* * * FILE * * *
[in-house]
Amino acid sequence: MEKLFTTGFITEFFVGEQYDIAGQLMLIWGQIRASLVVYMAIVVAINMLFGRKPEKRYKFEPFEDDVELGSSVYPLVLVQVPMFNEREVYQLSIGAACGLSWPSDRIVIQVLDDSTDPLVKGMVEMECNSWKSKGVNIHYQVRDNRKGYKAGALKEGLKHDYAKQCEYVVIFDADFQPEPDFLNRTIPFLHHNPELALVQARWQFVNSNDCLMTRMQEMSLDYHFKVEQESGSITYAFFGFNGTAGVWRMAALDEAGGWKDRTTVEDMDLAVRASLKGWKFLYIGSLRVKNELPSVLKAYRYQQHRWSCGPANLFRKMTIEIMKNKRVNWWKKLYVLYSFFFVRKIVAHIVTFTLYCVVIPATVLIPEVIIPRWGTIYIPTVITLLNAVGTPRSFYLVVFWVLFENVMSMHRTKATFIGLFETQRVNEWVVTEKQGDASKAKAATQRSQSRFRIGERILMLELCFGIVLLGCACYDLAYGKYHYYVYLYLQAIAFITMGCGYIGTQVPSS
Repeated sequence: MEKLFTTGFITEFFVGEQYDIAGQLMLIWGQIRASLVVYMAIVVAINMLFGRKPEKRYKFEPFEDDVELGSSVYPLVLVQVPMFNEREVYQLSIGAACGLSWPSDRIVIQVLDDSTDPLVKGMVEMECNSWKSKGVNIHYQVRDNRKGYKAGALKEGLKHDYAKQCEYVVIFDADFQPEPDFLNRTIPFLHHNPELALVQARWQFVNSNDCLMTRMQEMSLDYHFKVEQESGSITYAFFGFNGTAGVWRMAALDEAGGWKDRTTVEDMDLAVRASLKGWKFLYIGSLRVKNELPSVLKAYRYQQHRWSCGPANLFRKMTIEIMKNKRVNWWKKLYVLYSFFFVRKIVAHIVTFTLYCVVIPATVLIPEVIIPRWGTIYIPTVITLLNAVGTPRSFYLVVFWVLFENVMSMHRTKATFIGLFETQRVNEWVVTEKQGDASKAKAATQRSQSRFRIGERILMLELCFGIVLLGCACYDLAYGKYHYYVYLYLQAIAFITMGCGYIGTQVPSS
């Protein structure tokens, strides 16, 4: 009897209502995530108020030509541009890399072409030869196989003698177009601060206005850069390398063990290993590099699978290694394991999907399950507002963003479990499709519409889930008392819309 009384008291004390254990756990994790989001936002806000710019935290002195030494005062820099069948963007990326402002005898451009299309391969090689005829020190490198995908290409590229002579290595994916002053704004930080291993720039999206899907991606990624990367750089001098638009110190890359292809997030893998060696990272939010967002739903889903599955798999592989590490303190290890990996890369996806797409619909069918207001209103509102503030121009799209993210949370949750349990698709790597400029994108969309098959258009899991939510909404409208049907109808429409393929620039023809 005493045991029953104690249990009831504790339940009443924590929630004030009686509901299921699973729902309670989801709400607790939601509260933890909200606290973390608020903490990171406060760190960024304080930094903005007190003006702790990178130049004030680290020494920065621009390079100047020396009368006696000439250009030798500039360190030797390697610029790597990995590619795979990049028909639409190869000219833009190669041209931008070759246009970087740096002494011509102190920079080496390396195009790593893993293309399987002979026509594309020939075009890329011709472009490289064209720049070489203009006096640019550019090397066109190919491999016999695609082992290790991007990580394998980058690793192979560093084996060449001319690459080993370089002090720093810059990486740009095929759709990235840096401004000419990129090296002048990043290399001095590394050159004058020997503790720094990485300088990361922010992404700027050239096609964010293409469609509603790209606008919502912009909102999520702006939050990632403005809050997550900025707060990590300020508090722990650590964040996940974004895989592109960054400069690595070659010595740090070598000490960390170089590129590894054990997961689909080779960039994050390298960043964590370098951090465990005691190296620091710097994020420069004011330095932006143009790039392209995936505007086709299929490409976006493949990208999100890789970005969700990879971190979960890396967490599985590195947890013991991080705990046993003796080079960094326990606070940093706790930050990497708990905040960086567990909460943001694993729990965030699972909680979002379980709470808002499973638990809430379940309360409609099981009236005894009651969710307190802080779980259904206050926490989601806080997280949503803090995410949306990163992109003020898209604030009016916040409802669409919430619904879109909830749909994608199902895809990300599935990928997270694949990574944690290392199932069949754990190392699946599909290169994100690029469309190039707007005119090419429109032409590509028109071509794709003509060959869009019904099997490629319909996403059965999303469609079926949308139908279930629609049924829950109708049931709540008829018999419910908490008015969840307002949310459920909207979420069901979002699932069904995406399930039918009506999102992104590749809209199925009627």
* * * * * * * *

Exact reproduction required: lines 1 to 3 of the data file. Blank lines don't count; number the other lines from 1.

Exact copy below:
[in-house]
Amino acid sequence: MEKLFTTGFITEFFVGEQYDIAGQLMLIWGQIRASLVVYMAIVVAINMLFGRKPEKRYKFEPFEDDVELGSSVYPLVLVQVPMFNEREVYQLSIGAACGLSWPSDRIVIQVLDDSTDPLVKGMVEMECNSWKSKGVNIHYQVRDNRKGYKAGALKEGLKHDYAKQCEYVVIFDADFQPEPDFLNRTIPFLHHNPELALVQARWQFVNSNDCLMTRMQEMSLDYHFKVEQESGSITYAFFGFNGTAGVWRMAALDEAGGWKDRTTVEDMDLAVRASLKGWKFLYIGSLRVKNELPSVLKAYRYQQHRWSCGPANLFRKMTIEIMKNKRVNWWKKLYVLYSFFFVRKIVAHIVTFTLYCVVIPATVLIPEVIIPRWGTIYIPTVITLLNAVGTPRSFYLVVFWVLFENVMSMHRTKATFIGLFETQRVNEWVVTEKQGDASKAKAATQRSQSRFRIGERILMLELCFGIVLLGCACYDLAYGKYHYYVYLYLQAIAFITMGCGYIGTQVPSS
Repeated sequence: MEKLFTTGFITEFFVGEQYDIAGQLMLIWGQIRASLVVYMAIVVAINMLFGRKPEKRYKFEPFEDDVELGSSVYPLVLVQVPMFNEREVYQLSIGAACGLSWPSDRIVIQVLDDSTDPLVKGMVEMECNSWKSKGVNIHYQVRDNRKGYKAGALKEGLKHDYAKQCEYVVIFDADFQPEPDFLNRTIPFLHHNPELALVQARWQFVNSNDCLMTRMQEMSLDYHFKVEQESGSITYAFFGFNGTAGVWRMAALDEAGGWKDRTTVEDMDLAVRASLKGWKFLYIGSLRVKNELPSVLKAYRYQQHRWSCGPANLFRKMTIEIMKNKRVNWWKKLYVLYSFFFVRKIVAHIVTFTLYCVVIPATVLIPEVIIPRWGTIYIPTVITLLNAVGTPRSFYLVVFWVLFENVMSMHRTKATFIGLFETQRVNEWVVTEKQGDASKAKAATQRSQSRFRIGERILMLELCFGIVLLGCACYDLAYGKYHYYVYLYLQAIAFITMGCGYIGTQVPSS